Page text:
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Thursday, August 7, 2014

Grilling up some fresh summertime ingredients

Marc Bouchard

I’m always looking for unusual dishes that take advantage of freshest seasonal produce and my desire to use my grill as much as possible. The following are examples, par excellence.

This grilled salad offers color, contrast and crunch. It looks so beautiful, you’ll want to take a picture. ...

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I’m always looking for unusual dishes that take advantage of freshest seasonal produce and my desire to use my grill as much as possible. The following are examples, par excellence.

This grilled salad offers color, contrast and crunch. It looks so beautiful, you’ll want to take a picture.

While it tastes terrific by itself, it’s even better when served alongside shrimp, chicken or pork chops hot off of the grill. By the way, if you find the bitterness of radicchio off-putting, substitute two hearts of romaine lettuce, sliced lengthwise into four wedges.

FYI: If your grill’s grates are thin or widely spaced, you could have problems with the peaches falling through. Use a vegetable basket to prevent this problem.


2 peaches, medium-ripe

2 heads of radicchio

2 Tbsp. oil

4 Tbsp. crumbled gorgonzola
or other blue cheese

4 tsp. extra virgin olive oil

4 tsp. balsamic vinegar

4 tsp. slivered almonds



Halve and pit the peaches, then slice each half into four or five slices. Slice each radicchio in half top-to-bottom starting at the root end, then each half into four slices. Lightly toss the peaches and radicchio with the oil, and season with a healthy pinch each of salt and pepper.

Heat grill to medium. Grill peaches until they are hot and nicely marked, but still firm. Barely grill radicchio until just showing signs of grill marks.

Place equal portions of radicchio on a plate, topped with equal amounts of peaches. Garnish with gorgonzola, olive oil, balsamic and almonds. Serves four.

I grill shrimp all the time, because they’re so delicious and so darn easy. But once in a while I want to up the ante, and that’s what this recipe is all about.

It’s an adaptation of an old “Top Chef” recipe – basically a riff on the classic Southern shrimp ’n’ grits, but with more punch. Yes, it’s a little more work, but it’s awesome!

Making a chipotle pepper sauce is easy, especially since you can buy the canned peppers packed in adobo sauce in the Mexican section of the store. But you have to remember that those peppers are blazing hot!

Best to start off slowly with just one pepper, and add more only if you need to. A couple of drops of liquid smoke are a sneaky way to increase the smokiness of the sauce without adding to the capsicum count.

Making grits is like making oatmeal or polenta. Just stir, stir, stir, and they’ll come out right.

Grits too thin? Cook a little more. Too thick? Just add more milk.


12 jumbo (16/20 size) shrimp,
peeled, deveined, tail-on

2 cloves garlic, minced

2 Tbsp. oil

6 slices bacon, cut in half

1 chipotle pepper, canned

1 28 oz. can of tomato sauce (optional: liquid smoke, more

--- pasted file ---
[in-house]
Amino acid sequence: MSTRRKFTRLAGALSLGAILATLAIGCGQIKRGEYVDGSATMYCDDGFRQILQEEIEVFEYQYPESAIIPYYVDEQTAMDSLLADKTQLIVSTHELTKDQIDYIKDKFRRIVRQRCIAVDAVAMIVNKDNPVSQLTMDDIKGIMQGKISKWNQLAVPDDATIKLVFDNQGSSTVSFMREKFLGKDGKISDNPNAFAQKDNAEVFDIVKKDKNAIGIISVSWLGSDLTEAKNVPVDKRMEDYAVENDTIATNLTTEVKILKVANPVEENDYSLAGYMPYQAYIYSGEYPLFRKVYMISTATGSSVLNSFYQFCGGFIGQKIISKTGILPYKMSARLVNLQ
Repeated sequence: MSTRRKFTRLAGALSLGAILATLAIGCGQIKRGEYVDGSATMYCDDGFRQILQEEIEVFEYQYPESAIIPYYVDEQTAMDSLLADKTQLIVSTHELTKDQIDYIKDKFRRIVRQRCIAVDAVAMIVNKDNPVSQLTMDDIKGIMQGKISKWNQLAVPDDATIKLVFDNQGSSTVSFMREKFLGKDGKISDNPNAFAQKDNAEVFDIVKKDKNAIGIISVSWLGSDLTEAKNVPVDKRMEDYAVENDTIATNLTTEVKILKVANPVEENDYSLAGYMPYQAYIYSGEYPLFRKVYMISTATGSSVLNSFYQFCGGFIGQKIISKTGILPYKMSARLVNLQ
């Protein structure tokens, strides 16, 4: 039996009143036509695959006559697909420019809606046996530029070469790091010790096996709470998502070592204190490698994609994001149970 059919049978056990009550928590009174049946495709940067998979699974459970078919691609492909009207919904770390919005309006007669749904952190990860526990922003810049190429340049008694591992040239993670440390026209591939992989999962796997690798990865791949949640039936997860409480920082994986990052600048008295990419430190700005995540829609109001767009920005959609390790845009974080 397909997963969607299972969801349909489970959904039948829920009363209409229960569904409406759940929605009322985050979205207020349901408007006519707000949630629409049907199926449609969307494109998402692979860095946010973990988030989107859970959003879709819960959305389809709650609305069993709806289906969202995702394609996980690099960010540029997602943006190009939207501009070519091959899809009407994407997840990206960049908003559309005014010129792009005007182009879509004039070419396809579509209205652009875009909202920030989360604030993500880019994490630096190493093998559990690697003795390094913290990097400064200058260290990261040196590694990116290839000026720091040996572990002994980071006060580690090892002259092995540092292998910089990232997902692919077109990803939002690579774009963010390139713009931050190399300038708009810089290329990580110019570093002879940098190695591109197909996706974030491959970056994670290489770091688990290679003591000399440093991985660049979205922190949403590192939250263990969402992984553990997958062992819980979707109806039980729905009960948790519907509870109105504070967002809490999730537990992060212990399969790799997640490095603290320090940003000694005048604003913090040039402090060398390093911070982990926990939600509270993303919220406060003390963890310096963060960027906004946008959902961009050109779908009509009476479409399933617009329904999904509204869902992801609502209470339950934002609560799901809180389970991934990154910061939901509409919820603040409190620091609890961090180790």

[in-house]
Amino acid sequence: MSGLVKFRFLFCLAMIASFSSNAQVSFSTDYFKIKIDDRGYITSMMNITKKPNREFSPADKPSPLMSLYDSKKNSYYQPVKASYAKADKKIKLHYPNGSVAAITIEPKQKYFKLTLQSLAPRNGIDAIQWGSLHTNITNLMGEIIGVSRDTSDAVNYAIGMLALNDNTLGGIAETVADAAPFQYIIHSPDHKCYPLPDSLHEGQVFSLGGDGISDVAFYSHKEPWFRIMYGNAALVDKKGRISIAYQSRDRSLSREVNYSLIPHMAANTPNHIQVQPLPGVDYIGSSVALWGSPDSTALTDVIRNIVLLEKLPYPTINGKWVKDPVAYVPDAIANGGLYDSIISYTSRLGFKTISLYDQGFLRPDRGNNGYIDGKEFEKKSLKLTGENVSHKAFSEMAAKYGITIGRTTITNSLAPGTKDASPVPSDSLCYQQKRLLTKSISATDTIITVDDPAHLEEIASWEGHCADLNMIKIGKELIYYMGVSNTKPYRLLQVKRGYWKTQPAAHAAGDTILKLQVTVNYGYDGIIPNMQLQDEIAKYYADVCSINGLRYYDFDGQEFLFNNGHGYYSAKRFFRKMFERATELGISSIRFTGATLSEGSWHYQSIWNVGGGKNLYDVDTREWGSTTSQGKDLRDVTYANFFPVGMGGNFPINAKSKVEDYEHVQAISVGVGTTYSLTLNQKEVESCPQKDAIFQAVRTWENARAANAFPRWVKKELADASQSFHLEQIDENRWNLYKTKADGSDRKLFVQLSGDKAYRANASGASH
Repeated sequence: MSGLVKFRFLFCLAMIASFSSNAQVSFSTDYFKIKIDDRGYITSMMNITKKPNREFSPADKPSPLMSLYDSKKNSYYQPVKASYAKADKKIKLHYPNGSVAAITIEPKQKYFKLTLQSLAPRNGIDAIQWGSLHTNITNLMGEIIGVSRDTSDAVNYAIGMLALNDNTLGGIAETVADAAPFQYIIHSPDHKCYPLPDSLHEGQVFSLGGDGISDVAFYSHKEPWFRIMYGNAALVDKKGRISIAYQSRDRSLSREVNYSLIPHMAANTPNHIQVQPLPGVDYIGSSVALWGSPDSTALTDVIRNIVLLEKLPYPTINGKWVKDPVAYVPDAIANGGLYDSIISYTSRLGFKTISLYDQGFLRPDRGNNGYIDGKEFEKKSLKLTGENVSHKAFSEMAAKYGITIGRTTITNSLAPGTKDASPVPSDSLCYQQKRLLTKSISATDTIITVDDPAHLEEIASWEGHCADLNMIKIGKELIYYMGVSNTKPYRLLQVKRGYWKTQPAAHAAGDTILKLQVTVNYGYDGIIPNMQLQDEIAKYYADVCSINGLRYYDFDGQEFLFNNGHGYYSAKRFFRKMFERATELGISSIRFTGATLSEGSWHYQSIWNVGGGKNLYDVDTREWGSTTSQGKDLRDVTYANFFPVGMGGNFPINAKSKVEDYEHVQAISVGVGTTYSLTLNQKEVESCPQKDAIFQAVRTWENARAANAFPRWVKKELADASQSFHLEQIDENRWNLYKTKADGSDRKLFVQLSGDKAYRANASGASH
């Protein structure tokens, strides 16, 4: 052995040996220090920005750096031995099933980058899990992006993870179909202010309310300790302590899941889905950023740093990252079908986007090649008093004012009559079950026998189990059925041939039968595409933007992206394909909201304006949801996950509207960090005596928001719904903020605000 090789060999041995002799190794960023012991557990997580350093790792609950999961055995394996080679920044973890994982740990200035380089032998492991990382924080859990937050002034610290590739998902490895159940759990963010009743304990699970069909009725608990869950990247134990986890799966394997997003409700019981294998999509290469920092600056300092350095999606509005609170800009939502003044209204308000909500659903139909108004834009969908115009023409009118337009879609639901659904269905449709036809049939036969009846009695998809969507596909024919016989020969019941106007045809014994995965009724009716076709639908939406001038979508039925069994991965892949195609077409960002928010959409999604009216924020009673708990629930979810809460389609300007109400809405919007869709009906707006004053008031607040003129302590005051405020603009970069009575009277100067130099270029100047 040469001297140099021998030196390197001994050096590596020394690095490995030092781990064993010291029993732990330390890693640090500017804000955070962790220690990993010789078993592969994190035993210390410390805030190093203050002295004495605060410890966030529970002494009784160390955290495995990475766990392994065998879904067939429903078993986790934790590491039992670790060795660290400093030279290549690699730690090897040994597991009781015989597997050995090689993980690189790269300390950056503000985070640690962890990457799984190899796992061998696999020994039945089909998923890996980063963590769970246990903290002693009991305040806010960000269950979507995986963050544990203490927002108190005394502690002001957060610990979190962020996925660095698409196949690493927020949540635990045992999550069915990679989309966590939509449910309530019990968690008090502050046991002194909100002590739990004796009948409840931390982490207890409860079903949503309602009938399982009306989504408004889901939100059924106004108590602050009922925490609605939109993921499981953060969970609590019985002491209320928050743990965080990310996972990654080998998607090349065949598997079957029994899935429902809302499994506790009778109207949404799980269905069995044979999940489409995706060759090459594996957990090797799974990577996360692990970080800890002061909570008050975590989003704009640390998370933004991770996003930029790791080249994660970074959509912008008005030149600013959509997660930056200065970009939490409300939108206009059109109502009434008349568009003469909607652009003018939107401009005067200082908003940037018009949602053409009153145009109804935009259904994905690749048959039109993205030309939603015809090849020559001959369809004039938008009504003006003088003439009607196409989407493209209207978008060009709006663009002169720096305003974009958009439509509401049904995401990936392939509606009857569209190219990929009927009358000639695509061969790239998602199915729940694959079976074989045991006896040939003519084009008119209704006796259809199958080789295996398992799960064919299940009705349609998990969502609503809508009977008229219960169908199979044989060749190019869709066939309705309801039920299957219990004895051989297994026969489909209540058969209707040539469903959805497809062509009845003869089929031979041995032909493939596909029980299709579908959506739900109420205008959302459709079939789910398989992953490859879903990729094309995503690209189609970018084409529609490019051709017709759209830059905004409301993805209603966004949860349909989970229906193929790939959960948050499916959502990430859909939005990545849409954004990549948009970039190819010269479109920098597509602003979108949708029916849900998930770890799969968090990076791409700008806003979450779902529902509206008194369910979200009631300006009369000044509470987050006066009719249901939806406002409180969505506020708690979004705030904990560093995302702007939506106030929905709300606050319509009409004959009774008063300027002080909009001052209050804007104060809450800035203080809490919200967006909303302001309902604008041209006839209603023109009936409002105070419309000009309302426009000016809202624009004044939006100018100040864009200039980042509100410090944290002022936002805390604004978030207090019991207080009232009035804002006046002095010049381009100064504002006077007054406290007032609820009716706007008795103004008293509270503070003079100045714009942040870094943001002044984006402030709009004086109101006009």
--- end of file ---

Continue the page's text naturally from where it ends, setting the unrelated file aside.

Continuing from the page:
2 ears local corn, cleaned

1 red bell pepper, stemmed,
halved and seeded

1 Tbsp. oil

1½ cups milk

1½ cups chicken stock or

1 cup quick grits

½ cup grated cheddar

Sprigs of cilantro



In a bowl, toss shrimp with 2 Tbsp. of oil, minced garlic and a pinch each of salt and pepper. Wrap each shrimp with half a slice of bacon. Cover and refrigerate.

In a blender, puree chipotle pepper and tomato sauce. Taste and add salt, pepper, more chipotle or a couple drops of liquid smoke to taste. When satisfied, pour sauce into a pan and warm over a low burner.

Heat your grill to medium. Brush corn and pepper with 1 Tbsp. oil and grill until lightly browned, about five minutes. Peel off any burnt skin on peppers. When cool, cut kernels off corn cobs and dice pepper.

In a thick-bottomed pot, heat milk and stock until simmering. Slowly pour in grits, whisking constantly. Simmer for five minutes until it begins to thicken. Add corn kernels, diced peppers, cheese and a pinch each of salt and pepper. Drop heat to very low.

Place shrimp on the grill and cook until bacon is crispy and shrimp are white, about 5-6 minutes.

Spoon a portion of grits onto a plate. Drizzle a small ladle of chipotle sauce around grits, and stick three shrimp, tails upright, into the grits. Garnish with sprigs of cilantro. Serves four.

This last dish has absolutely nothing to do with the grill, but it’s such a great warm weather snack, I couldn’t resist including it.

If you’re a fan of the sushi experience, but lack the patience to make the rice and rolls, then something like a tuna or salmon tartare is perfect for you. The flavors are so fresh, and yet the recipe is so easy.

It’s important that you add the lemon juice only at the last minute. Otherwise, the acid will “cook” the tuna and turn it mushy.


12 oz. fresh raw yellowfin
tuna, no bloodlines or

1-2 tsp. capers

1-2 tsp. sliced black olives

2 tsp. minced red onion

2 tsp. minced fresh mint

2 Tbsp. extra virgin olive oil

2 Tbsp. freshly squeezed
lemon juice

4 leaves of lettuce



On a very clean surface, slice tuna into a dice. Combine it in a chilled bowl with capers, olives, red onion and mint leaves. Toss.

Just before serving, add the oil, lemon juice and salt and pepper to taste. Spoon onto lettuce leaves. Serves four.

Caution: Handling and serving raw seafood requires rules and common sense. Anyone who is considered “at risk,” notably the very young, very old or medically challenged, should avoid it. Start with only the freshest fish. Freeze the fish overnight to kill any parasites. Defrost the fish in the refrigerator. Use a sterilized cutting board and knife, and wash them immediately after each use.

Marc Bouchard, of Hudson, is executive chef at Stellina Restaurant in Watertown, Mass. Reach him c/o Encore, The Telegraph, 17 Executive Drive, Hudson, NH 03051.